{
  newHopeHero: Person(id: "cj0nv9pdlewd80130bs5vgryn") {
    name
  }
  empireStrikesBackHero: Person(id: "cj0nv9p9wewcm01302r07xzna") {
    name
  }
  returnOfTheJediHero: Person(id: "cj0nv9p8yewci0130wjy4o5fa") {
    name
  }
}

Fragments

Now let’s say that we want to know a little more about our heros than just their name such as their homeworld and want other films they show up in. You see that our query is starting to get complicated and that it repeats itself three times. GraphQL includes fragments which let you construct sets of fields, and then include them in queries where you need to.

{
  newHopeHero: Person(id: "cj0nv9pdlewd80130bs5vgryn") {
    name
    homeworld {
      name
    }
    films {
      title
    }
  }
  empireStrikesBackHero: Person(id: "cj0nv9p9wewcm01302r07xzna") {
    name
    homeworld {
      name
    }
    films {
      title
    }
  }
  returnOfTheJediHero: Person(id: "cj0nv9p8yewci0130wjy4o5fa") {
    name
    homeworld {
      name
    }
    films {
      title
    }
  }
}

In this example we construct a heroFields fragment containing the fields we want back for each of our heros. We indicate that we want to use the fragment in our query by using the spread operator(…).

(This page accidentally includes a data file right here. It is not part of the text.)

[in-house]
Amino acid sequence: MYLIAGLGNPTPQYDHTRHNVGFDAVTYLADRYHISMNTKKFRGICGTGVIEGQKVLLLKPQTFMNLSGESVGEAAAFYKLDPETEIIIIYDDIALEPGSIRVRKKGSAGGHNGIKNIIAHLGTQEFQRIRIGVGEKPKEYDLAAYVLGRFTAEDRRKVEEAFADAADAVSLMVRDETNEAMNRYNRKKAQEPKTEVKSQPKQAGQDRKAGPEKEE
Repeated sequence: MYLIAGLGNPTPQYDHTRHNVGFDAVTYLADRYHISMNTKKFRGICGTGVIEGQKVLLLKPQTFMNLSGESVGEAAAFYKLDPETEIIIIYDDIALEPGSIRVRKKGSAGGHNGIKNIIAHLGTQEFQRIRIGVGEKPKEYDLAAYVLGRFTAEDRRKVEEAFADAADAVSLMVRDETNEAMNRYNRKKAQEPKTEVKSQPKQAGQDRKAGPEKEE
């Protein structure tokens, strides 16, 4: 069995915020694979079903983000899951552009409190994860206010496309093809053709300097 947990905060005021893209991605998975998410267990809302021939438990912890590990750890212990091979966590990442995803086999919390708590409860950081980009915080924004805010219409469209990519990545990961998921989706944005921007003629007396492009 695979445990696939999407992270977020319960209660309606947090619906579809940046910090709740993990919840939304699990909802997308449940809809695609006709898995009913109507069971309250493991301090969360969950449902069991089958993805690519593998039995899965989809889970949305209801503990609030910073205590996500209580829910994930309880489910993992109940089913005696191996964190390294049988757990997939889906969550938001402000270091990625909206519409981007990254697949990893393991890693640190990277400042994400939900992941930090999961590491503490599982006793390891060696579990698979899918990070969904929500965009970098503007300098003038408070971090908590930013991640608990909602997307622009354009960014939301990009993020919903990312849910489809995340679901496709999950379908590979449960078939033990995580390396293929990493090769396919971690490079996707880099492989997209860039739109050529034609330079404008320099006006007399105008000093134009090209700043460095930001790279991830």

{
  newHopeHero: Person(id: "cj0nv9pdlewd80130bs5vgryn") {
    ...heroFields
  }
  empireStrikesBackHero: Person(id: "cj0nv9p9wewcm01302r07xzna") {
    ...heroFields
  }
  returnOfTheJediHero: Person(id: "cj0nv9p8yewci0130wjy4o5fa") {
    ...heroFields
  }
}

fragment heroFields on Person {
  name
  homeworld {
    name
  }
  films {
    title
  }
}

Variables

In our heros query above we are hard coding the Id for each Person query. GraphQL has support for variables which allows you to pass dynamic arguments in a separate dictionary. In the example below we create an alias for our operation HeroNameAndFilms and change the operation to take a variable of heroId. We then can use that variable anywhere we want inside of our operation. The GraphiQL interface provides a section to declare all your dynamic variables.

query HeroNameAndFilms($heroId: ID) {
  hero: Person(id: $heroId) {
    ...heroFields
  }
}

fragment heroFields on Person {
  name
  homeworld {
    name
  }
  films {
    title
  }
}
// copy this to the query variables
{
  "heroId": "cj0nv9pdlewd80130bs5vgryn"
}

So when you start working with variables, you need to do three things:

  • Replace the static value in the query with $variableName